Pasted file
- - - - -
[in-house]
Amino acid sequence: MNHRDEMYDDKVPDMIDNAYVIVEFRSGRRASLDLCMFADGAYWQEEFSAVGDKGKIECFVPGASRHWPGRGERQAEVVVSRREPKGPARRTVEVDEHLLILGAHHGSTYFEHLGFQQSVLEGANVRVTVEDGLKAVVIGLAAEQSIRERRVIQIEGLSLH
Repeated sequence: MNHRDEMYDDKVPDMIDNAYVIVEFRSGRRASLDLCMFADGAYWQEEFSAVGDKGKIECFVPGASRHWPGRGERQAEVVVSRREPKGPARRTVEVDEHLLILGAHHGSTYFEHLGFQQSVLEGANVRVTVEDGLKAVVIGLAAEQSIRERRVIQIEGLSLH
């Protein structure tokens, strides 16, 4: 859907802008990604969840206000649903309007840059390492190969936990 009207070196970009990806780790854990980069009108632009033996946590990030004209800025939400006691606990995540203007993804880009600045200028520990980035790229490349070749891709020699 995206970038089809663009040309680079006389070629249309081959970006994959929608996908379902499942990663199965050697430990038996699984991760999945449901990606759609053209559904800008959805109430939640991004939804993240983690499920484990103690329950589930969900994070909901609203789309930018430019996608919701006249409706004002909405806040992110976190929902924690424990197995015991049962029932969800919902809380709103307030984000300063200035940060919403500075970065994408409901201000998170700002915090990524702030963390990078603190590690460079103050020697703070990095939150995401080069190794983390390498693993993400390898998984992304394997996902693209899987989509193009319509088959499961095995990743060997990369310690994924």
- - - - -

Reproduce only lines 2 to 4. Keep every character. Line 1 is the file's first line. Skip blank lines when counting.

Amino acid sequence: MNHRDEMYDDKVPDMIDNAYVIVEFRSGRRASLDLCMFADGAYWQEEFSAVGDKGKIECFVPGASRHWPGRGERQAEVVVSRREPKGPARRTVEVDEHLLILGAHHGSTYFEHLGFQQSVLEGANVRVTVEDGLKAVVIGLAAEQSIRERRVIQIEGLSLH
Repeated sequence: MNHRDEMYDDKVPDMIDNAYVIVEFRSGRRASLDLCMFADGAYWQEEFSAVGDKGKIECFVPGASRHWPGRGERQAEVVVSRREPKGPARRTVEVDEHLLILGAHHGSTYFEHLGFQQSVLEGANVRVTVEDGLKAVVIGLAAEQSIRERRVIQIEGLSLH
């Protein structure tokens, strides 16, 4: 859907802008990604969840206000649903309007840059390492190969936990 009207070196970009990806780790854990980069009108632009033996946590990030004209800025939400006691606990995540203007993804880009600045200028520990980035790229490349070749891709020699 995206970038089809663009040309680079006389070629249309081959970006994959929608996908379902499942990663199965050697430990038996699984991760999945449901990606759609053209559904800008959805109430939640991004939804993240983690499920484990103690329950589930969900994070909901609203789309930018430019996608919701006249409706004002909405806040992110976190929902924690424990197995015991049962029932969800919902809380709103307030984000300063200035940060919403500075970065994408409901201000998170700002915090990524702030963390990078603190590690460079103050020697703070990095939150995401080069190794983390390498693993993400390898998984992304394997996902693209899987989509193009319509088959499961095995990743060997990369310690994924």